Saturday, April 6, 2019

Don't Be Fooled By This Proposal To End Testing

Tom Vander Ark has a long and checkered past in the ed reform biz, and he is ready to cash in on the next big thing (he's been ready for a while), which is why we find him at Forbes proposing an end to standardized testing. Just to be clear from the jump-- that's not a good thing.

The article comes in two parts-- a pretty good take-down of the Big Standardized Test, and a pretty weak argument for the next reformster meal ticket.

Good schools know how every student is doing in every subject every day. They don’t need a week of testing in the spring to tell them what they already know.

True that. And here's an interesting way to summarize the way the Common Core testing bandwagon ended up in the weeds, while trying to pivot to his new product:

While most OECD countries have sweated validity (good measures of what’s important), the U.S. has been preoccupied with reliability (inexpensive measures of what’s measurable). The development of Common Core State Standards was a national effort to raise expectations and implement better tests. The addition of more writing made the tests longer and just added to the backlash against testing.

One problem with state-mandated tests is that they don’t take advantage of everything teachers know about their students. With the shift to digital learning, many students have experienced a big increase in formative feedback from adaptive assessments, embedded quizzes, and online resources like Khan Academy. All of these new forms of feedback don’t integrate very well (because we still have an interoperability problem) but they set the stage for what David Conely calls cumulative validity.

I'm not sure his definition of validity and reliability hold up well, but you see where he's headed. But then, in the second sentence of that second paragraph, we've left reality entirely. Digital "learning" provides feedback of a "yes, you're correct" or "no, you're incorrect" variety. I'm really uncertain about what sort of feedback one gets from watching a Khan Academy video. But I'm willing to wade through there to get to this idea of cumulative validity.

The basic idea is that if you assess things a large number of times, your cumulative assessment is much more likely to be valid. Measure twice, cut once. That college class that you felt was deeply unfair because your entire grade was based on just two tests.

The thing is, lots of us already knew about cumulative validity. In my own classroom, a typical grading period involved a total of 1,000 points from tests, assignments, quizzes, what-have-you. In those 1,000 points, no single assignment was worth more than 100, and we added more scores many times a week, so by the time you got to the end of a grading period, no student's grade was going to be sunk because of one bad day or artificially high because of one good one. The grade was a pretty good assessment of where those students were. I did that for almost forty years. I did not need special software to do it.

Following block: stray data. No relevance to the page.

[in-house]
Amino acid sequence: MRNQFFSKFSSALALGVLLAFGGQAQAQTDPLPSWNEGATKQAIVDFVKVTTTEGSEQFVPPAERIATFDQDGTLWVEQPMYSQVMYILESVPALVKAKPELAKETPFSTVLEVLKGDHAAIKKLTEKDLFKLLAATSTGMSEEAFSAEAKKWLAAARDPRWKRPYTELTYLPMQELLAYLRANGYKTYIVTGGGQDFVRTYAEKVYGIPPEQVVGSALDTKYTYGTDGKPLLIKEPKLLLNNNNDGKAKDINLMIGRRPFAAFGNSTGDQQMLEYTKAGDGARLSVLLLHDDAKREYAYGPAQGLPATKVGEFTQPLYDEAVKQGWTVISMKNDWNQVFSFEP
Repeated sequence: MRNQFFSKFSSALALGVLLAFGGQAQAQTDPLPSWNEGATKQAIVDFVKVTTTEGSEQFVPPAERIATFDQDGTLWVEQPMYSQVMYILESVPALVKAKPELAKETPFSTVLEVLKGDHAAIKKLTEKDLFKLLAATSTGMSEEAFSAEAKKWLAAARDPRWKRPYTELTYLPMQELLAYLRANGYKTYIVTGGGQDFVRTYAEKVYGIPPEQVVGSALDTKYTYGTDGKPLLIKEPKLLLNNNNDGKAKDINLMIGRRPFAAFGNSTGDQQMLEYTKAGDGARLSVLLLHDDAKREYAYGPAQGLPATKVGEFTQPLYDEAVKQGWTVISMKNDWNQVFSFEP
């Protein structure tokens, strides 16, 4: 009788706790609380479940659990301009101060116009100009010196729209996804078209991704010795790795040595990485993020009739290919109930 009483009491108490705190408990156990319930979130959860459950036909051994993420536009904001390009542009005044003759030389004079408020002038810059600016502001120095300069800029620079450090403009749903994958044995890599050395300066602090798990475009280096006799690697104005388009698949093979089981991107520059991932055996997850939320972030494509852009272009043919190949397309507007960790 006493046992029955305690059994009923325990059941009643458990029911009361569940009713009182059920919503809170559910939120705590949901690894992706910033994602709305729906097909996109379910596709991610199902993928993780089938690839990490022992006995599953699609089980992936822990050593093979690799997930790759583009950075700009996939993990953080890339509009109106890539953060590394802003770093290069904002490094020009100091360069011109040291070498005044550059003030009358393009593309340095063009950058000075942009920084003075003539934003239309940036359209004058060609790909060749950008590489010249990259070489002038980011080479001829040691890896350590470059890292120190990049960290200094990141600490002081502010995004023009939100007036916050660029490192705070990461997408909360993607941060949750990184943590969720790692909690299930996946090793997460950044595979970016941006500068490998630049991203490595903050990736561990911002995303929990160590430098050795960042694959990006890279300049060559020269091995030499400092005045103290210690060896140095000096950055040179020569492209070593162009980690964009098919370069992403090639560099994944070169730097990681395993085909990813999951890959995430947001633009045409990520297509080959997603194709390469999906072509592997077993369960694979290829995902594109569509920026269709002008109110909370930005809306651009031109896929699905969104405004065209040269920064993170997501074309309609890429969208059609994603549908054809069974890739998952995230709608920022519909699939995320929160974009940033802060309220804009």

Vander Ark also wants to plug Diploma Networks, a kind of way to run schools as a chain operation with "broader outcome frameworks," and he really doesn't make a case for why this would get rid of BS Tests, other than you would get the state to accept the notion that the larger school chain would offer its own "certification" of graduation. It's actually clever-- in addition to privatizing schools, this is a pathway to privatizing some of the functions of state departments of education.

Vander Ark also assures us that autoscoring by AI will also help and no, no it won't. He suggests that "portfolios of student work can automatically be scored on many dimensions" and that just in the last few months "capabilities have matured enough that with large enough data sets, scoring engines would not require the extensive training historically required." Also, the portfolios can be carried to the computers by yetis riding on the backs of unicorns. AI that can successfully score, say, a piece of writing, has been "practically perfected" or "just around the corner" for decades. It has never arrived, nor has anything arrived to suggest that software designers are even sort of close. AI will not be able to score portfolios-- unless it scores them on stupid things.

Vander Ark's conclusion is solid enough:

It’s time to end a century of standardized testing and focus instead on helping young people do work that matters. We no longer need to interrupt learning and test kids to find out what they know. A couple of brave state policy leaders could trigger what would be a quick change because everyone hates the tests.

True, it is absolutely time to bring an end to the BS Test. It's not really "no longer" true that we need to interrupt learning, because it was never true in the first place. Some politicians who actually wanted to stand up for public education could, in fact, help. And yes, everybody hates the tests except from the people profiting from them directly by selling them and selling the prep for them, and the people who hope to profit from them indirectly by using them to stampede people towards the next damn fool technocratic baloneyfest.

Here's the thing. Vander Ark is right about the tests. He's even right about the general outlines of the solution. But to implement a solution doesn't require more software, more AI, more adaptive mass specialization, more magic tricks that computers can't actually perform, and more money to pay for it all.

Teachers already know how to do all of it. Shut down the test. Step back and let human teachers do their jobs. Keep your personalized [sic] learning and your blockchains and your maladptive AI and the rest of it to yourselves, and just let teachers teach. There isn't anything that needs to be done that can't be done, and done best, by trained professional human teachers.

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